An excerpt from

The Pumilio Child

Judy McInerney

Mantua. 1460.


It doesn’t look like a whorehouse. Too shut up and silent. Too old. Mean little windows in odd places. Dark chunks of timber jutting out. Pieces of masonry, pediments and columns from an earlier age are stuck in the walls like fragments of old teeth. Brothels are more open. Loud talk, music and raucous laughter when you walk past. No girls about either. There should be a gang of them outside, offering up their tits like apples on a tray. Some shrivelled. Some just ripening.


‘Will we be long here Maestro?’


‘Silence. Wait here. Stay outside. Talk to nobody.’


‘Of course Maestro,’ Gregorio murmurs holding the mare still. His mouth tightens in distaste when he has to cup Mantegna’s balls to ease him over the pommel. They sit on his palm like a pair of damp plums. Small ones. Not tall enough to manage the reins, the stirrups and that little cock as well. The groom gives a sly smile.


‘And tell nobody where we have been today. Do as you are told or fear the consequences boy! Unless you fancy a spell in the cage, eh?’


His boyish features drop in fear. He swallows quickly. ‘No Maestro.'


‘Clinging on. Swinging about up there. The wind freezing your blood to ice? Eh?’


‘No Maestro.’ The groom shivers at the thought. He wouldn’t be the first. The Maestro had sent already two men up there and neither had come down alive.


‘Then keep it shut like this.’ Mantegna bunches his fist together and slams it against his groom’s mouth.


Gregorio flinches. ‘Yes Maestro.’ Not daring to look round, he strokes the mare’s velvet muzzle. He waits until the door creaks open. ‘Bastardo!’ he hisses. The mare pulls back against the reins, her eyes fearful. She stamps a nervous hoof into the red dust. ‘Not you.’ Gregario murmurs, gently pulling on her silky ear. ‘No, not you little lady.’ She blows grassy breath into his palm. He dares a quick glance over his shoulder. ‘Him.’


Mantegna pushes on the massive studded doors and slips inside. Five minutes later he stands fuming in the arcaded courtyard. Normally he would have stormed off, but he has to stay. Money is very tight. And he wants to see how they are reared.


‘What do you want?’ The servant who finally ambles up is a stocky Neapolitan, a shifty looking peasant who understands none of the Mantuan dialect.


Mantegna ignores him and waits. His face has set hard by the time Goacobo Dati makes his way slowly down the stairs, apparently unperturbed. ‘You should have been waiting by the inner door to lead me up to the piano nobile. The rules are quite simple,’ he snaps. I’ve been waiting here at least five minutes!’ He eyes the man’s nondescript clothes. No courtly manners. No idea how to dress, no senza vergogna at all.


‘Mi scusi. I’m here now Signore, and I wish to welcome you to my …’ he stops uneasily, ‘…what shall I call it? Farm? Yes. Let’s call it that.’ His dark eyes lower. ‘I don’t live here of course. Obviously I wouldn’t want my family seeing anything that happens here. So I just visit discreetly, like you have done today.’ His glance at Mantegna’s dull tabarro is complicit. ‘And it helps to have a servant here who doesn’t speak the local tongue. But that means the normal social niceties don’t always take place.’ He shrugs.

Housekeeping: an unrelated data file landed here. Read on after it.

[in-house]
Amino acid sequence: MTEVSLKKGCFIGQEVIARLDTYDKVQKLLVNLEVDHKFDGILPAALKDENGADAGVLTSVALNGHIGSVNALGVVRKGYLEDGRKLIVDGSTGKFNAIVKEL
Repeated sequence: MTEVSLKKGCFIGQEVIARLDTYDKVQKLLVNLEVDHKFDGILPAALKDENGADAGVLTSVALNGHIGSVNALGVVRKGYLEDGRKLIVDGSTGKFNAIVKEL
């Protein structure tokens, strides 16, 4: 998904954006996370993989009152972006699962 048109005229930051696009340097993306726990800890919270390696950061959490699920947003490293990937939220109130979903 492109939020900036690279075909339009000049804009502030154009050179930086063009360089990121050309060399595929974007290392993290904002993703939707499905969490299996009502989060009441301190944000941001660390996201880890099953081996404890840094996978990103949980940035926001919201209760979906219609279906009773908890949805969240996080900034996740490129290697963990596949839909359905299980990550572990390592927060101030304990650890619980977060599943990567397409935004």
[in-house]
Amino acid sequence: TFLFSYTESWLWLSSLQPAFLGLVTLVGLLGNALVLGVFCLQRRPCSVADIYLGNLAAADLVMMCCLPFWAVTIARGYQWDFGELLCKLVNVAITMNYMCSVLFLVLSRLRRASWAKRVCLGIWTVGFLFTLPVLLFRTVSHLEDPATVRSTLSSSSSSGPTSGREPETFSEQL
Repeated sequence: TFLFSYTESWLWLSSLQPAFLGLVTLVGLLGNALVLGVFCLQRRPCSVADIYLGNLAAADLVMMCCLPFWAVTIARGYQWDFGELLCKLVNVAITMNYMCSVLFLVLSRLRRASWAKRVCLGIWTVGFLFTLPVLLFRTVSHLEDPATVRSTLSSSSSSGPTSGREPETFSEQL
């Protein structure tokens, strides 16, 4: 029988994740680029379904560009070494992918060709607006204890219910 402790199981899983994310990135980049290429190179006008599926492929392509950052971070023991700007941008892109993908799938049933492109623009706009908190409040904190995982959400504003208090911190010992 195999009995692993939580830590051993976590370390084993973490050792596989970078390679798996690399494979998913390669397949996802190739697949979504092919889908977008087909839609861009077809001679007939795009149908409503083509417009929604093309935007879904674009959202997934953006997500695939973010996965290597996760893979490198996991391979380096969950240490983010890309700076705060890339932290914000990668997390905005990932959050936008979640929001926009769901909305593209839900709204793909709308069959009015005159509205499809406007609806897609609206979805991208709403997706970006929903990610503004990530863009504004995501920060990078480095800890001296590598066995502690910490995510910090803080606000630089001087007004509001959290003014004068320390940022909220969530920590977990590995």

‘I see.’ Mantegna looks up at Dati’s battered profile more carefully. The man’s discretion will be useful. This business could make him a lot of money. It will have to.


‘No velvets today Maestro? How wise.’


Mantegna gives an uneasy glance. It’s as if his thoughts are being read. ‘No. Obviously. Not coming here.’ A proud private smile flickers across his face. Ludovico Gonzaga has already reprimanded him over his lavish ways and the scarlet velvet jerkin had probably been one ostentation too far. Scarlet. The colour of cardinals and emperors. But he had looked magnificent. He puffs out his chest remembering the gasp when he swaggered into court. His glance drops down to his worn tabarro. The jerkin was pawned months ago. Probably to one of Dati’s tribe. This next acquisition might be pushing his luck even further. ‘I might be interested in one for my household,’ he announces.


‘Ah I see.’ Dati nods with a knowing smile. ‘Good for your status Maestro. Your reputation. Artists are judged not only by their skill are they? Even painters as celebrated as you. Ever since Barbara of Brandenberg bought a couple for the court, then every rich family in Mantua is desperate to have one.’


Mantegna frowns and tries to stretch the tension from his shoulders. ‘But it’s a dangerous business to be in, isn’t it? People are very squeamish and the process is kept very secret. Tell me, are they specially bred? Or kidnapped? ‘What is done to them? Some might say it’s immoral. Even sacrilegious.’ He looks round warily. ‘Where are they? Where do you keep them?’